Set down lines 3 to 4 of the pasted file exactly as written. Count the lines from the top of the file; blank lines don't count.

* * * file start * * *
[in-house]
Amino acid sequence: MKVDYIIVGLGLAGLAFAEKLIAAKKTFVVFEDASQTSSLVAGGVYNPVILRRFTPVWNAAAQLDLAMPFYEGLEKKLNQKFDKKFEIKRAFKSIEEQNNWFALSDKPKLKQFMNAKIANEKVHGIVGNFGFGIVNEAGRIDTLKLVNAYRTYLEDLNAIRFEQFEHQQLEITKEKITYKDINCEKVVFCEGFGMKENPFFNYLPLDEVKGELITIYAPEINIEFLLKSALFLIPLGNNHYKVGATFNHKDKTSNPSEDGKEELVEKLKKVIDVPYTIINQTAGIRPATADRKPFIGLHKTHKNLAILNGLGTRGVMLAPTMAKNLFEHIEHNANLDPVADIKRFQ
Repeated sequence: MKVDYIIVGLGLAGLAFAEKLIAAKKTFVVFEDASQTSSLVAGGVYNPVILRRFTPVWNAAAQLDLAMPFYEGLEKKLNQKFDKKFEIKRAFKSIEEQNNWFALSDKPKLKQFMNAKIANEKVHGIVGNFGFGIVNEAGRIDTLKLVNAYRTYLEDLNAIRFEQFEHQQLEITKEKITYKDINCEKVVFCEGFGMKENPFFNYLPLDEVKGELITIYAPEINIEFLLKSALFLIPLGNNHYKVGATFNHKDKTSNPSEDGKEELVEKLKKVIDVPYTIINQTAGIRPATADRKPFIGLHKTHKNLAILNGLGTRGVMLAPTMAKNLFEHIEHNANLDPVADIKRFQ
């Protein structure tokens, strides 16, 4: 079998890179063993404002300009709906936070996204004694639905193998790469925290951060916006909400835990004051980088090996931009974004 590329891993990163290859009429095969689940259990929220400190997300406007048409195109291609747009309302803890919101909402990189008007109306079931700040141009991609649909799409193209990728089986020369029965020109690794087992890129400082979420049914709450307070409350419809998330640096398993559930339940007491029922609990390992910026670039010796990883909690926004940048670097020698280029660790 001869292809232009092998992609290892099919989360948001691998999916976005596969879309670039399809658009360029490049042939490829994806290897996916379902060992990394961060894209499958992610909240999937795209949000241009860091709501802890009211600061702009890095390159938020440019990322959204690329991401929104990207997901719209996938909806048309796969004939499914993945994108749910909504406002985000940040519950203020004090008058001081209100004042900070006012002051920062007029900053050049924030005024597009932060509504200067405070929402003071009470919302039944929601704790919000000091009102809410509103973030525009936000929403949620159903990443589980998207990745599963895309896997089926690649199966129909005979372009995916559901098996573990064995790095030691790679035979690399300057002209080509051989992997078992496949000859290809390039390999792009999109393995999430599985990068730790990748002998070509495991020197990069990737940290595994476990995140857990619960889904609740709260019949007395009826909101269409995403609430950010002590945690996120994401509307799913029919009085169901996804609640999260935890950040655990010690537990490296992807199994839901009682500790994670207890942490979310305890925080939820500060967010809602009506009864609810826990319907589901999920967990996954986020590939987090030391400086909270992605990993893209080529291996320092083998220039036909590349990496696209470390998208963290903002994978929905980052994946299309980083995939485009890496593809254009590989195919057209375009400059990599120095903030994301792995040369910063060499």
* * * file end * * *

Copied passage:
Repeated sequence: MKVDYIIVGLGLAGLAFAEKLIAAKKTFVVFEDASQTSSLVAGGVYNPVILRRFTPVWNAAAQLDLAMPFYEGLEKKLNQKFDKKFEIKRAFKSIEEQNNWFALSDKPKLKQFMNAKIANEKVHGIVGNFGFGIVNEAGRIDTLKLVNAYRTYLEDLNAIRFEQFEHQQLEITKEKITYKDINCEKVVFCEGFGMKENPFFNYLPLDEVKGELITIYAPEINIEFLLKSALFLIPLGNNHYKVGATFNHKDKTSNPSEDGKEELVEKLKKVIDVPYTIINQTAGIRPATADRKPFIGLHKTHKNLAILNGLGTRGVMLAPTMAKNLFEHIEHNANLDPVADIKRFQ
């Protein structure tokens, strides 16, 4: 079998890179063993404002300009709906936070996204004694639905193998790469925290951060916006909400835990004051980088090996931009974004 590329891993990163290859009429095969689940259990929220400190997300406007048409195109291609747009309302803890919101909402990189008007109306079931700040141009991609649909799409193209990728089986020369029965020109690794087992890129400082979420049914709450307070409350419809998330640096398993559930339940007491029922609990390992910026670039010796990883909690926004940048670097020698280029660790 001869292809232009092998992609290892099919989360948001691998999916976005596969879309670039399809658009360029490049042939490829994806290897996916379902060992990394961060894209499958992610909240999937795209949000241009860091709501802890009211600061702009890095390159938020440019990322959204690329991401929104990207997901719209996938909806048309796969004939499914993945994108749910909504406002985000940040519950203020004090008058001081209100004042900070006012002051920062007029900053050049924030005024597009932060509504200067405070929402003071009470919302039944929601704790919000000091009102809410509103973030525009936000929403949620159903990443589980998207990745599963895309896997089926690649199966129909005979372009995916559901098996573990064995790095030691790679035979690399300057002209080509051989992997078992496949000859290809390039390999792009999109393995999430599985990068730790990748002998070509495991020197990069990737940290595994476990995140857990619960889904609740709260019949007395009826909101269409995403609430950010002590945690996120994401509307799913029919009085169901996804609640999260935890950040655990010690537990490296992807199994839901009682500790994670207890942490979310305890925080939820500060967010809602009506009864609810826990319907589901999920967990996954986020590939987090030391400086909270992605990993893209080529291996320092083998220039036909590349990496696209470390998208963290903002994978929905980052994946299309980083995939485009890496593809254009590989195919057209375009400059990599120095903030994301792995040369910063060499």